Russian comfrey aka Symphytum x uplandicum

Jane Perrone wrote about comfrey being mistaken for green alkanet a while ago. Here's some Russian comfrey ('Bocking 14') from my allotment from a few years back, which shows the flowers are quite different. Its height and leaf-shape are similar, which probably accounts for the confusion. The leaf size is huge in comparison, which is why I grew it to make comfrey tea, as well as the bees loving it (as my original post shows).

You'll see a similar plant growing riverside in Chippenham, particularly in Monkton Park, though the flowers I've seen are more white, which means it's probably Symphytum officinale. Both comfreys flower from May-June until the autumn and plants die back in the winter.

Borage aka Borago officinalis

My final potential green alkanet usurper is the lovely borage, a herb I was delighted to find self-sown on my allotment. This one's as tall as alkanet, but its star-like flowers are the giveaway difference. Bloom time is a little different too, usually June to September, so it's one to look out for later this year. This one hails from the Mediterranean and therefore is usually found in warmer, sunnier spots than its alkanet cousin. The flowers make a delightful addition to Pimms and have a delicate cucumber flavour. Bees adore the flowers too.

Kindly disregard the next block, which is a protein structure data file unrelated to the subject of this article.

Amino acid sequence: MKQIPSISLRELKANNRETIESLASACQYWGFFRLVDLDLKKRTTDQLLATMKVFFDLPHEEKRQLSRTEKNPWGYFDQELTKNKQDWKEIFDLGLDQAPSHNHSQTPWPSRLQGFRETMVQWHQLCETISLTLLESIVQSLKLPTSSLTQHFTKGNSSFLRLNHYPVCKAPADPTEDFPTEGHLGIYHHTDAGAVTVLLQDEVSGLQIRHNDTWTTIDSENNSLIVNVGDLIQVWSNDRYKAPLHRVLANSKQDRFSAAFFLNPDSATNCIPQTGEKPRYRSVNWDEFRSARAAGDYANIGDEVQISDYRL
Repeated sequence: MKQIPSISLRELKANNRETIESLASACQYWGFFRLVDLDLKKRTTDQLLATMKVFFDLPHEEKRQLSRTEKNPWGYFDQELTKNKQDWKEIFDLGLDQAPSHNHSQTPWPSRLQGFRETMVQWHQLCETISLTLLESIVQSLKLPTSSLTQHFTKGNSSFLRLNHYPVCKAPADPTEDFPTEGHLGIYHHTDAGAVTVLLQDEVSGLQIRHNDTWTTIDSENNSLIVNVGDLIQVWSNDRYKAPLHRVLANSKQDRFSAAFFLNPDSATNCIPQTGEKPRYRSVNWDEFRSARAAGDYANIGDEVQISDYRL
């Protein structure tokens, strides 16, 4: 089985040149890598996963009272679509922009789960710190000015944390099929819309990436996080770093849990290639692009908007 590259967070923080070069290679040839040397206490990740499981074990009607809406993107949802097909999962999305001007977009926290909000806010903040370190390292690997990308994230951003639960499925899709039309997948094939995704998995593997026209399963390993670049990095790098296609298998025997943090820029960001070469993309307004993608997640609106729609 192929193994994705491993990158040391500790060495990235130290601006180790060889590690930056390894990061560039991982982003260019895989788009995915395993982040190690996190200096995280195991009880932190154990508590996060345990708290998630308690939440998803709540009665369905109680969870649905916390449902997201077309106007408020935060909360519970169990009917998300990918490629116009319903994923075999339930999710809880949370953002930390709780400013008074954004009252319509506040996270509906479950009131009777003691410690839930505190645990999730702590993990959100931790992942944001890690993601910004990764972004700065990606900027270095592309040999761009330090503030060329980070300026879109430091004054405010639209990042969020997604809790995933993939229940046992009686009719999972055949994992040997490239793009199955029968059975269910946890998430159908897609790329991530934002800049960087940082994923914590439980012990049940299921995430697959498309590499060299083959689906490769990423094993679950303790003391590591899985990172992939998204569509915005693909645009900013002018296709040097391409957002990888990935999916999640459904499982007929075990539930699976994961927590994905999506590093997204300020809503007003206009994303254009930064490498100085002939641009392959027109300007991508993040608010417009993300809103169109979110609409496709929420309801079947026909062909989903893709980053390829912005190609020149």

I hope you find this guide useful on your walks over the next few weeks. Which ones have you spotted on your travels?

I can't talk about blue flowers for spring without mentioning our favourite bluebells. Sadly I can't seek them out in their profusion in famous spots such as West Woods this year, though I'm delighted to see them on my current walks around the estate in some remnant hedgerows. I keep a careful eye on them as they're native bluebells and I know the pesky Spanish usurper is within pollination distance in bloom close to the green alkanet. You may like to read more about them and why they're one of our most important wildflowers in my blog post from 2016.

* = boraginaceae

** = rest assured we were well over the prescribed 2 metres apart at the time


  1. It's a name I'm forever forgetting and your post is helpful for the very reason that a few days ago I was trying to remember it.

    1. Thanks Lucy, it's lovely to see you :)

  2. When we moved to a house with a garden, a quarter of a century ago now, we were given a green alkanet plant and told it was a "forget me not" and would always be there to remind us of our generous donor. So it has proved, although the prophetic words have made us doubt the beneficence of the gift.

    1. Yes, it's rather a thug and difficult to get rid of because it has such a long tap root. Luckily my example whilst close to where I live is far enough away not to be bothersome!